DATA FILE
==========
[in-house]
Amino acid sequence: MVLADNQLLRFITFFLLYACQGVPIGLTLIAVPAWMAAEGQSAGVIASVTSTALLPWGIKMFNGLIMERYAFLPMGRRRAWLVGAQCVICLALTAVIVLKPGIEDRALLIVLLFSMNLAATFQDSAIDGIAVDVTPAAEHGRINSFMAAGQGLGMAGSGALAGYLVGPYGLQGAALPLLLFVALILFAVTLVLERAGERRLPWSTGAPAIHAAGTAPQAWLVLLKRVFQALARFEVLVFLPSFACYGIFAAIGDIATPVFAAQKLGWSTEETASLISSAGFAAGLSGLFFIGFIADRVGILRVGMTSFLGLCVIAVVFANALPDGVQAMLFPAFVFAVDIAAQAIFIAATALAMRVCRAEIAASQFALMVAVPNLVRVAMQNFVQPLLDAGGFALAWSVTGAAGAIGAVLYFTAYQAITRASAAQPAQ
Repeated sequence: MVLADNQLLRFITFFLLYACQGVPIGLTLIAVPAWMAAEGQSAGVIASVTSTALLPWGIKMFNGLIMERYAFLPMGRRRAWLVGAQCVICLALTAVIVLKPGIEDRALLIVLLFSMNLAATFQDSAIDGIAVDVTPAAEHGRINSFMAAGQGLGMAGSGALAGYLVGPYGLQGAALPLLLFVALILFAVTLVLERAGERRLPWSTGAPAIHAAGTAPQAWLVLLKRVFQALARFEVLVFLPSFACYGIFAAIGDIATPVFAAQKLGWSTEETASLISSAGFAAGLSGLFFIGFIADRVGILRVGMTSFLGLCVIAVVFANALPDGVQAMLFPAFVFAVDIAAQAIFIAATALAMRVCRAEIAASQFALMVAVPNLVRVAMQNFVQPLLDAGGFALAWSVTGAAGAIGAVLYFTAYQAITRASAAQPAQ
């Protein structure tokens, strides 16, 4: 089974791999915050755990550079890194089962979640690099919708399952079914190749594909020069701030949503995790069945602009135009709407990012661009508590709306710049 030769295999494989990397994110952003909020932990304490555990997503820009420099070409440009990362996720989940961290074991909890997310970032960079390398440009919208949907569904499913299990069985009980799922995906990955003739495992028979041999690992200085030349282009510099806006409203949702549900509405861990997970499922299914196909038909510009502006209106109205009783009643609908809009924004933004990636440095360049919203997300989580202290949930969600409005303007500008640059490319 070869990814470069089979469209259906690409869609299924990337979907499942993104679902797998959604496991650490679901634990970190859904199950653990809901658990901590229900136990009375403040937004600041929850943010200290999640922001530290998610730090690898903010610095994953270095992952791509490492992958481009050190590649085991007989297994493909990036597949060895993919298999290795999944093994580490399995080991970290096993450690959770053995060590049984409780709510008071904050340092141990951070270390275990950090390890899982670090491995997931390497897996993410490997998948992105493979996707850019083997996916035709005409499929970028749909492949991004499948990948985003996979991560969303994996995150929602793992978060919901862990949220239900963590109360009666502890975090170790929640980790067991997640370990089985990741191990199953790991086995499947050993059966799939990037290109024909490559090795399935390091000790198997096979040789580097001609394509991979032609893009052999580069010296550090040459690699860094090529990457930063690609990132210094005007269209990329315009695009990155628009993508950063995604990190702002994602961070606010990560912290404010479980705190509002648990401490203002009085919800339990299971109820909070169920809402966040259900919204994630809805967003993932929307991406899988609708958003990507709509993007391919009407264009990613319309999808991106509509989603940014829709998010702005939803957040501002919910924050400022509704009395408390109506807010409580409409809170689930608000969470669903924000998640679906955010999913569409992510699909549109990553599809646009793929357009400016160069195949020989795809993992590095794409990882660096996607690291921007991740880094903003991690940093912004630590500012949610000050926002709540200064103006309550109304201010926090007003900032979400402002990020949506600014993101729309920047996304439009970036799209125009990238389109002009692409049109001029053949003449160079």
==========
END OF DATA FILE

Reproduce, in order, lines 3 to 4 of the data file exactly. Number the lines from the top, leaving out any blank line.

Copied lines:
Repeated sequence: MVLADNQLLRFITFFLLYACQGVPIGLTLIAVPAWMAAEGQSAGVIASVTSTALLPWGIKMFNGLIMERYAFLPMGRRRAWLVGAQCVICLALTAVIVLKPGIEDRALLIVLLFSMNLAATFQDSAIDGIAVDVTPAAEHGRINSFMAAGQGLGMAGSGALAGYLVGPYGLQGAALPLLLFVALILFAVTLVLERAGERRLPWSTGAPAIHAAGTAPQAWLVLLKRVFQALARFEVLVFLPSFACYGIFAAIGDIATPVFAAQKLGWSTEETASLISSAGFAAGLSGLFFIGFIADRVGILRVGMTSFLGLCVIAVVFANALPDGVQAMLFPAFVFAVDIAAQAIFIAATALAMRVCRAEIAASQFALMVAVPNLVRVAMQNFVQPLLDAGGFALAWSVTGAAGAIGAVLYFTAYQAITRASAAQPAQ
């Protein structure tokens, strides 16, 4: 089974791999915050755990550079890194089962979640690099919708399952079914190749594909020069701030949503995790069945602009135009709407990012661009508590709306710049 030769295999494989990397994110952003909020932990304490555990997503820009420099070409440009990362996720989940961290074991909890997310970032960079390398440009919208949907569904499913299990069985009980799922995906990955003739495992028979041999690992200085030349282009510099806006409203949702549900509405861990997970499922299914196909038909510009502006209106109205009783009643609908809009924004933004990636440095360049919203997300989580202290949930969600409005303007500008640059490319 070869990814470069089979469209259906690409869609299924990337979907499942993104679902797998959604496991650490679901634990970190859904199950653990809901658990901590229900136990009375403040937004600041929850943010200290999640922001530290998610730090690898903010610095994953270095992952791509490492992958481009050190590649085991007989297994493909990036597949060895993919298999290795999944093994580490399995080991970290096993450690959770053995060590049984409780709510008071904050340092141990951070270390275990950090390890899982670090491995997931390497897996993410490997998948992105493979996707850019083997996916035709005409499929970028749909492949991004499948990948985003996979991560969303994996995150929602793992978060919901862990949220239900963590109360009666502890975090170790929640980790067991997640370990089985990741191990199953790991086995499947050993059966799939990037290109024909490559090795399935390091000790198997096979040789580097001609394509991979032609893009052999580069010296550090040459690699860094090529990457930063690609990132210094005007269209990329315009695009990155628009993508950063995604990190702002994602961070606010990560912290404010479980705190509002648990401490203002009085919800339990299971109820909070169920809402966040259900919204994630809805967003993932929307991406899988609708958003990507709509993007391919009407264009990613319309999808991106509509989603940014829709998010702005939803957040501002919910924050400022509704009395408390109506807010409580409409809170689930608000969470669903924000998640679906955010999913569409992510699909549109990553599809646009793929357009400016160069195949020989795809993992590095794409990882660096996607690291921007991740880094903003991690940093912004630590500012949610000050926002709540200064103006309550109304201010926090007003900032979400402002990020949506600014993101729309920047996304439009970036799209125009990238389109002009692409049109001029053949003449160079």